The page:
Happy New Year to all! Call me old-fashioned, but I do have some New Year’s resolutions that I will try to stick with this year. They might seem a bit boring, but they are important to me. If you’re interested, here they are:
I will try to be better at remembering someone’s name.
I will not always say “Yes” when asked to join a committee. My plate is already overflowing.
I will try to do a better job with the tasks that I have already been assigned.
I will floss better after brushing my teeth.
I will do more reading and less watching of television.
Effective Sunday, January 27, the cost of a single postage stamp will be increased by five cents. In other words, the cost for a postage stamp will be fifty-five cents. It probably wouldn’t be a bad idea to purchase a couple rolls of “Forever” stamps soon before the increase.
I’ve gotten in the habit of carrying a small notepad with me whenever I visit a quaint coffee shop. The reason is because some of these establishments have little signs hanging on their wall with cute sayings. I’ve shared some of these in the past, and I have a few more that you might find unique:
“Mind your own biscuits and life will be gravy!”
“I like my cream and sugar with a touch of coffee.”
“I totally agree with myself.”
“I dream of a better world where chickens can cross the road without having their motives questioned.”
“The first five days after the weekend are always the hardest.”
“Be so good they can’t ignore you.”
Times are changing. Growing up in the fifties was different than now. That goes without question. The economy has changed and with that. so has our lifestyle. In 1955, most women worked in the home, keeping the house in order and raising the children. Day-care centers were non-existent, and most families had just one car and one television and it went off the air at midnight.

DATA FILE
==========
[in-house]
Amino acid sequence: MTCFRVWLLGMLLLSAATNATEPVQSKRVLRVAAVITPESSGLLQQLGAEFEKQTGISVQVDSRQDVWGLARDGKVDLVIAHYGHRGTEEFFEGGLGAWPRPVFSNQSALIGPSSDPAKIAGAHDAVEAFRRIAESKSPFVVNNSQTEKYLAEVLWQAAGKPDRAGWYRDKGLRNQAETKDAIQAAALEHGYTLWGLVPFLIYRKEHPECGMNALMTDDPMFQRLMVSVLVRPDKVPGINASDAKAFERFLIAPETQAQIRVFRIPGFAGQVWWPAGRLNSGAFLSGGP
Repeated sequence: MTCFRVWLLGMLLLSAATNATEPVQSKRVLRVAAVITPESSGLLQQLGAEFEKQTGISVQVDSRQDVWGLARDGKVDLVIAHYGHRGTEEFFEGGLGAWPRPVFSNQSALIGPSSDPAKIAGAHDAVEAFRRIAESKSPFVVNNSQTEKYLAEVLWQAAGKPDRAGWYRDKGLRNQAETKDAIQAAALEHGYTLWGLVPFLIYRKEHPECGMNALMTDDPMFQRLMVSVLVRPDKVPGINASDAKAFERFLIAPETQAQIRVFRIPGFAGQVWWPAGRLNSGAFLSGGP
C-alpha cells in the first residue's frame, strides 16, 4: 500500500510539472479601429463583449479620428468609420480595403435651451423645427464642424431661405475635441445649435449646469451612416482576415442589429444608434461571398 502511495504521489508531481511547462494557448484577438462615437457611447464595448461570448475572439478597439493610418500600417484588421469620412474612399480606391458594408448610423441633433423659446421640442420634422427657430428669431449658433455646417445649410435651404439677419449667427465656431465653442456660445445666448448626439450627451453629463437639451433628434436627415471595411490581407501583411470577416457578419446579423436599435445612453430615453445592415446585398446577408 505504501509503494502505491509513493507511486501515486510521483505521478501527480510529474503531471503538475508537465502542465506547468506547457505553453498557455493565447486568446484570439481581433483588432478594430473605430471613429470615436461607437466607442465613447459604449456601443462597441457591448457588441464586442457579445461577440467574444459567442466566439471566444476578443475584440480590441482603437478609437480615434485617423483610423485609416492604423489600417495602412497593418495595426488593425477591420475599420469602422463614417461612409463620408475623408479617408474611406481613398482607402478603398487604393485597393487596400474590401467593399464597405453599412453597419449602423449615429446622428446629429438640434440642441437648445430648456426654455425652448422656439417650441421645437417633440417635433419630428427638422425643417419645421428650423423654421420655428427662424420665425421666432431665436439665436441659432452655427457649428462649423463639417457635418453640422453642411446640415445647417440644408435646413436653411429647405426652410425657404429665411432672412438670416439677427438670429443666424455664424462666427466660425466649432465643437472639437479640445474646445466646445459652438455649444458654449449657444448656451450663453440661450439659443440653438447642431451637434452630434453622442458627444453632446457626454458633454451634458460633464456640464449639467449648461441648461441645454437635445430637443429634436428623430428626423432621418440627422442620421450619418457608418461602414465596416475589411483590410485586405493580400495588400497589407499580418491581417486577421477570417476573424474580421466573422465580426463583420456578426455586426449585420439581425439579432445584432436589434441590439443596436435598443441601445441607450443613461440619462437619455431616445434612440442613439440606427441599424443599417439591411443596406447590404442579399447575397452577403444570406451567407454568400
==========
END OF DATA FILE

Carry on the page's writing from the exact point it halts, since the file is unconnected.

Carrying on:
Today, we find more women in the workplace, which includes positions of major importance. Women no longer go to college just to obtain that “Mrs.” degree. Women have proven themselves to be more than deserving of higher positions of responsibility and pay. You don’t have to look far to find the man staying home and assuming the role of “Househusband”. This can be a good thing and it can be a bad thing. It takes teamwork to make it work out to everyone’s satisfaction. I’m curious to know how many times a father has said, “Just you wait until your mother gets home. Then you’re really going to get it!”
My grandmother never worked outside the home. Both my parents were teachers, so my mom not only worked outside the home, but she was also responsible for maintaining the inside of the house. My dad did his share also by keeping the outside of the house well painted and maintained, and of course, the yard was kept as neat as the inside of the house. I was volunteered many a time to help both parents. My mom was very smart, and she knew how to get things done in a timely fashion. My dad was smart also. He used to tell me, “Pa is boss as everyone knows, but what Ma says, always goes.”
See you Out and About!
Submitted by Norm Stutesman